When I started with the triathlon newbie group, one of the first swim lessons we had talked about practice. Besides showing us technique drills and how to set up an exercise plan for swimming, we also got tips for getting comfortable in the water. One of the tips that stuck in my head was “Swim until you get tired, then get out”. In other words, your technique starts to fail quickly when you get tired in the water and you develop bad habits. So work hard, but if you get fatigued, call it a day and come back tomorrow.
I never really thought about this until today. After a couple of pretty intense workouts, a sick kid (read: limited sleep) and a hard race on Saturday started to wear on me this morning. I could tell I was tired because I didn’t want to get out of bed. My greatest victory of the day was winning that arguement with myself and actually dragging my sorry butt to the pool. I started off fine but I could feel the energy draining faster than usual. The pool was unusually warm this morning, which didn’t help. I have really been working hard to be more symmetrical with my rotation in an effort to try to straighten out my track. I still pull to the right. I have also been working on slowly increasing my cadence now that my technique and arm placement seem to be a bit more natural.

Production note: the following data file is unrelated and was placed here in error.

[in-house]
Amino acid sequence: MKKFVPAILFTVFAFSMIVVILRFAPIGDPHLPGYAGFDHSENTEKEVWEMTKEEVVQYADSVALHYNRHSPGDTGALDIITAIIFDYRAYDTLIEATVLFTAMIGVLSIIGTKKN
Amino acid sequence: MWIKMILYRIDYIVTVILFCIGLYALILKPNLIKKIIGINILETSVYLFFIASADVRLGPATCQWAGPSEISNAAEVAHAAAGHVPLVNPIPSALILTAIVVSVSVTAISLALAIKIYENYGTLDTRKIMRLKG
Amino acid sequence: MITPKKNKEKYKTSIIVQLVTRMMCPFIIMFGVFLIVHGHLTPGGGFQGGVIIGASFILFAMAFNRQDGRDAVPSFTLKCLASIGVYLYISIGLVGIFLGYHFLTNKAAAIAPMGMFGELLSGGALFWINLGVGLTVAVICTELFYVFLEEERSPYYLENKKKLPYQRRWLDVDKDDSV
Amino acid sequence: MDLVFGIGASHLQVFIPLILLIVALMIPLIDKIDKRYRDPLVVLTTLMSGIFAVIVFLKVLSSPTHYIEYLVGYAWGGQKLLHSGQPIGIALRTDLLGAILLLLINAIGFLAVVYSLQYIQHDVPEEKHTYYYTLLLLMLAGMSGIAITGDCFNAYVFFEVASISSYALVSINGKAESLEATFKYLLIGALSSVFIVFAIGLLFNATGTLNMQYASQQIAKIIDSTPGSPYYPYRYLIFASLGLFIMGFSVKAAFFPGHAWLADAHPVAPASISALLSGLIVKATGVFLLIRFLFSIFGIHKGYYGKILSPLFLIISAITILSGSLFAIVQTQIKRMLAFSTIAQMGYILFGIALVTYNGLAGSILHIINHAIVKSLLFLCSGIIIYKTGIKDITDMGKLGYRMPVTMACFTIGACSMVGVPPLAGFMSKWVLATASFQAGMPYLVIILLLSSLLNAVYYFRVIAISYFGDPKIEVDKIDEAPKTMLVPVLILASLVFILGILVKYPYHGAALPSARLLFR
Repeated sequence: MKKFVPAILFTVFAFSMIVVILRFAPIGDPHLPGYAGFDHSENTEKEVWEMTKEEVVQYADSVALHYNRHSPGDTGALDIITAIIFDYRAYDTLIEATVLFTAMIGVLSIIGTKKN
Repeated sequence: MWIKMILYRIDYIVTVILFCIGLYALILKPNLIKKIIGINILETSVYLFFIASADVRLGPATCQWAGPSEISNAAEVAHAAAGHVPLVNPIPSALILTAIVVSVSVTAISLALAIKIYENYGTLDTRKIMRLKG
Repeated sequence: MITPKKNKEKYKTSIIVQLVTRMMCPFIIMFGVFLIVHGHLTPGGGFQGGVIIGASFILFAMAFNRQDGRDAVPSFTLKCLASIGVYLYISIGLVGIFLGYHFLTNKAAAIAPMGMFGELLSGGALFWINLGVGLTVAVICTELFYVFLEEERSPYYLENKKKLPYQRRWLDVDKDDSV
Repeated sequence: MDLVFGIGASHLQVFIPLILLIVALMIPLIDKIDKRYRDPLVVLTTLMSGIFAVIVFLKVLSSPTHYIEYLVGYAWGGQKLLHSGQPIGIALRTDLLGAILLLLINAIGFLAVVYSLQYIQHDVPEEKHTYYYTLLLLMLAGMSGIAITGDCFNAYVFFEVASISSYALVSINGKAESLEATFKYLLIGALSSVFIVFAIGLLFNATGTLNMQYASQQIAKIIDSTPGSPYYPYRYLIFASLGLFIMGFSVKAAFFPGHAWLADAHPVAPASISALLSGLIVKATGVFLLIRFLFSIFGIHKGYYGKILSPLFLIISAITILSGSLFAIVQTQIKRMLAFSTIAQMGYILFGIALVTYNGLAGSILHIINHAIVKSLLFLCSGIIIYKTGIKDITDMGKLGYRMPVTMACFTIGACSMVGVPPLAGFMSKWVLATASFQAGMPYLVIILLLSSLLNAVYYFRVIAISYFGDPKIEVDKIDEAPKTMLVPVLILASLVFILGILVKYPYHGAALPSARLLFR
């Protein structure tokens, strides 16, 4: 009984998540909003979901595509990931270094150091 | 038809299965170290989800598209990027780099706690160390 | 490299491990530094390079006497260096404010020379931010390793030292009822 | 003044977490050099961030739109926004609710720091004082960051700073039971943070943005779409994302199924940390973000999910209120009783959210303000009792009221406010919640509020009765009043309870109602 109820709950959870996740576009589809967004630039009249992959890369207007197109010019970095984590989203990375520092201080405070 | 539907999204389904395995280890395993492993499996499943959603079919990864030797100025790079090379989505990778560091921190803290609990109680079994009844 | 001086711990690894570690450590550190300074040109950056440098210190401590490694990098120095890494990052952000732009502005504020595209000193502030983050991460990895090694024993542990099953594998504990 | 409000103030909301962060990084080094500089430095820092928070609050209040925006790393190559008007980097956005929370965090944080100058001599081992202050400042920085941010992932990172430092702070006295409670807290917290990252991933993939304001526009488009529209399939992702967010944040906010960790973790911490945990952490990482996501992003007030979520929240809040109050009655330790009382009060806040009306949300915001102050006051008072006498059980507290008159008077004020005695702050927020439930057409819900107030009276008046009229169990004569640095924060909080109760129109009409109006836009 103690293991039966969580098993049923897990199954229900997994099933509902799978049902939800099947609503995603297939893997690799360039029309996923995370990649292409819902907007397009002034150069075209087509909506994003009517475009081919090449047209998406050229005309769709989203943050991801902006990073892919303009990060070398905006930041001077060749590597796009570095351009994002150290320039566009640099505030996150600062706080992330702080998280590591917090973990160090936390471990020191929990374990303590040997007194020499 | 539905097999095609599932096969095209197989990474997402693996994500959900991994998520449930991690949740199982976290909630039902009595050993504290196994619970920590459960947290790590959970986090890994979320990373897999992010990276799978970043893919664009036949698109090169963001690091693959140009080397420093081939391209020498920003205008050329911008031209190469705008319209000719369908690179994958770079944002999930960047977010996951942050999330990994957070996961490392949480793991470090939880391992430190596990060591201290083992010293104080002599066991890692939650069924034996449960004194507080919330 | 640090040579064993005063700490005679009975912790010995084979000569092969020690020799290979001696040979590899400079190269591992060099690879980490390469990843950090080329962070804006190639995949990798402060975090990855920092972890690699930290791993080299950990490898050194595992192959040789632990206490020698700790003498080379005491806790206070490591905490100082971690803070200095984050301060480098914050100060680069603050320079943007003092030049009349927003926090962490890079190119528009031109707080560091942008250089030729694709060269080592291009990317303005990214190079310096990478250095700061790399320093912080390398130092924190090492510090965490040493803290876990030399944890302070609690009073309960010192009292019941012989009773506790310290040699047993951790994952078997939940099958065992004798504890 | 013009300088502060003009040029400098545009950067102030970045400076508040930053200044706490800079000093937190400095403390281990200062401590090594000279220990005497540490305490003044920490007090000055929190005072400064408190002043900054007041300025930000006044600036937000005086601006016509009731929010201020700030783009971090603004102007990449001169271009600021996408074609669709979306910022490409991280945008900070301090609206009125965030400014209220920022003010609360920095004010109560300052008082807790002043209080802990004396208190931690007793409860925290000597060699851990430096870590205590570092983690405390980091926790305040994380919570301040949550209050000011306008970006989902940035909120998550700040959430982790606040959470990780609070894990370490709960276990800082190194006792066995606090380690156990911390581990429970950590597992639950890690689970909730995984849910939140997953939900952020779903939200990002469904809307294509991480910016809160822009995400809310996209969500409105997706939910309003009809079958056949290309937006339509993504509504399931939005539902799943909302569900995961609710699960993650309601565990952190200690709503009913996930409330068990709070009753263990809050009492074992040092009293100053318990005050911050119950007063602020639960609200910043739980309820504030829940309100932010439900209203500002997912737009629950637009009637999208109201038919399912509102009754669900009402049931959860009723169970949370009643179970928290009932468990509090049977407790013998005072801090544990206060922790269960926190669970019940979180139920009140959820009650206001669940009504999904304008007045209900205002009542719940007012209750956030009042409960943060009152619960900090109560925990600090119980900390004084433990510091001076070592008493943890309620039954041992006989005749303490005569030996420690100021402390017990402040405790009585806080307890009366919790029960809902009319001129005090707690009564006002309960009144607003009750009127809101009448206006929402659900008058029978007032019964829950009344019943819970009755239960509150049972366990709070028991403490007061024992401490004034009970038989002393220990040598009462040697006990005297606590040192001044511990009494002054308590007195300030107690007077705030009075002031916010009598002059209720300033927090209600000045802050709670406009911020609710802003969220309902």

But I noticed early on that I was having trouble with my left side. I was dragging my arm out of the water and not placing it out in front, but rather to the side. My kick was also much more erratic than usual. I got to the last part of my set, 8 X 100 with 15 second rest, and I was just spent. Mark Livesay’s (coach) words echoed in my head at that point “If you are tired, get out”. As much as I wanted to keep going, I know he is right. I was routinely breaking form and felt like I was dragging through the water. It was time to go. So I got out. My dad’s favorite saying “Live to fight another day”, was also on my mind. I’m so focused on getting in as much training as I can that I have to remember that I will get to train again tomorrow (heck, I’m riding this afternoon!) and that I need quality right now as I am trying to get the muscle memory down. Doing things wrong or poorly just for the sake of getting in the miles makes little sense. Regardless of whether they are wet miles or dry miles. I wouldn’t run this tired, why should I swim?